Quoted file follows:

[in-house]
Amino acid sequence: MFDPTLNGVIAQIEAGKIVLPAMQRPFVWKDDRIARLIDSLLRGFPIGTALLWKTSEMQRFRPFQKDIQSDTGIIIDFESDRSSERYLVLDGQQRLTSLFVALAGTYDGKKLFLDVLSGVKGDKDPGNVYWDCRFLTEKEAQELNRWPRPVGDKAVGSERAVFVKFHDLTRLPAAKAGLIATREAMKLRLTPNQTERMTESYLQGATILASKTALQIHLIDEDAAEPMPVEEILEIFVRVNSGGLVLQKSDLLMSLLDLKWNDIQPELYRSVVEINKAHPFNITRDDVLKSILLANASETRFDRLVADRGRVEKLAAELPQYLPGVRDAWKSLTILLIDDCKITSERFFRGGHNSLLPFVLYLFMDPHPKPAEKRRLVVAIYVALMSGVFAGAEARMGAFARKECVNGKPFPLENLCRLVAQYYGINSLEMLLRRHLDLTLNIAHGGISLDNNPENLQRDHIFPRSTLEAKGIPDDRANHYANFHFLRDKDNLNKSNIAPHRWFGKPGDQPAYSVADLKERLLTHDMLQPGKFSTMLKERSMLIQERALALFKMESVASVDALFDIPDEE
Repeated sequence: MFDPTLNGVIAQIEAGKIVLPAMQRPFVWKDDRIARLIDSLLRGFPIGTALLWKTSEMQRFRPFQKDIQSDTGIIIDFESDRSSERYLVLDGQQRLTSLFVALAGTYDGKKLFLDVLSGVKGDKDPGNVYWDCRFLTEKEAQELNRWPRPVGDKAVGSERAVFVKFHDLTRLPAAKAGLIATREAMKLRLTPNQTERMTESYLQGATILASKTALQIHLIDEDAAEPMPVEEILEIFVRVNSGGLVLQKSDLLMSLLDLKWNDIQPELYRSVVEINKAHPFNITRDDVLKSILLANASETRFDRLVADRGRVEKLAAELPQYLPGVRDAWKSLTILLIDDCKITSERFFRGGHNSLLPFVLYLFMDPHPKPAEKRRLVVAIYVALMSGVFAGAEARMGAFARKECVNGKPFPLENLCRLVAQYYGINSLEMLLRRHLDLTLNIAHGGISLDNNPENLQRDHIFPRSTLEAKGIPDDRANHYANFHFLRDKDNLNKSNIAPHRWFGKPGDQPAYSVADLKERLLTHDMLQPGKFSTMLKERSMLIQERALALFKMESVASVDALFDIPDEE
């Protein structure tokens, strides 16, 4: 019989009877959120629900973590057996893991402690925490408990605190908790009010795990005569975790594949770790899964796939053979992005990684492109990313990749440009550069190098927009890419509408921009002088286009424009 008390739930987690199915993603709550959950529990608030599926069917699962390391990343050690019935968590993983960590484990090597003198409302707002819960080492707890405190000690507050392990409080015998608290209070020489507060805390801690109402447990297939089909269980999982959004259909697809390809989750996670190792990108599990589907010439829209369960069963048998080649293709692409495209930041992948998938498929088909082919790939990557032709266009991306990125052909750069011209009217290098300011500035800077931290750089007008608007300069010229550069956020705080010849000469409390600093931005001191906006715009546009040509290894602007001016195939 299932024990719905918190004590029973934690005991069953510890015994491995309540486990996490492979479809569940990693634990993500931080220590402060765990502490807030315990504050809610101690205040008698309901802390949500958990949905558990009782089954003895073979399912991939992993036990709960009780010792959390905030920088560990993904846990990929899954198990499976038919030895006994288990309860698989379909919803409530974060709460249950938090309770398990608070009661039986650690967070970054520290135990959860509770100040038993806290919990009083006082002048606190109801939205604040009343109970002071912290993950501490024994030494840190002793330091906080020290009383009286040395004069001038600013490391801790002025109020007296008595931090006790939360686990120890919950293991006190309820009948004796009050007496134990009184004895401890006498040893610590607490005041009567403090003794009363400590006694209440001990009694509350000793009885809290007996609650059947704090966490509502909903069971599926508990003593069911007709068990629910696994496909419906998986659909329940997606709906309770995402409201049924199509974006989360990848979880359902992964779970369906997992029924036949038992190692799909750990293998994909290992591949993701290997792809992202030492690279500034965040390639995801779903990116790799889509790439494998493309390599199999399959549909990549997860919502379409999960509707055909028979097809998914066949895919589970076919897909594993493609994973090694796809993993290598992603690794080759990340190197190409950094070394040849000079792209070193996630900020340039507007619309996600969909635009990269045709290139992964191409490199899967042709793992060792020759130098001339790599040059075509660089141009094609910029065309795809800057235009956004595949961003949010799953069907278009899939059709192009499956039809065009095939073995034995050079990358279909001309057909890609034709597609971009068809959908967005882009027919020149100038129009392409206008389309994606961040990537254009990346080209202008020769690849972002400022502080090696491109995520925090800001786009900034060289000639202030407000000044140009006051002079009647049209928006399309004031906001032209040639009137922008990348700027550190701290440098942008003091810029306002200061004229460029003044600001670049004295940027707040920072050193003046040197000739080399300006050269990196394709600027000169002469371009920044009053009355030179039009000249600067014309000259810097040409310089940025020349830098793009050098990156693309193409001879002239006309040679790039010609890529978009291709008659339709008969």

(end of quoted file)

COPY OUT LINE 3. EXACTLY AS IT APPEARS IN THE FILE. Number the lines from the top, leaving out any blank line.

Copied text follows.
Repeated sequence: MFDPTLNGVIAQIEAGKIVLPAMQRPFVWKDDRIARLIDSLLRGFPIGTALLWKTSEMQRFRPFQKDIQSDTGIIIDFESDRSSERYLVLDGQQRLTSLFVALAGTYDGKKLFLDVLSGVKGDKDPGNVYWDCRFLTEKEAQELNRWPRPVGDKAVGSERAVFVKFHDLTRLPAAKAGLIATREAMKLRLTPNQTERMTESYLQGATILASKTALQIHLIDEDAAEPMPVEEILEIFVRVNSGGLVLQKSDLLMSLLDLKWNDIQPELYRSVVEINKAHPFNITRDDVLKSILLANASETRFDRLVADRGRVEKLAAELPQYLPGVRDAWKSLTILLIDDCKITSERFFRGGHNSLLPFVLYLFMDPHPKPAEKRRLVVAIYVALMSGVFAGAEARMGAFARKECVNGKPFPLENLCRLVAQYYGINSLEMLLRRHLDLTLNIAHGGISLDNNPENLQRDHIFPRSTLEAKGIPDDRANHYANFHFLRDKDNLNKSNIAPHRWFGKPGDQPAYSVADLKERLLTHDMLQPGKFSTMLKERSMLIQERALALFKMESVASVDALFDIPDEE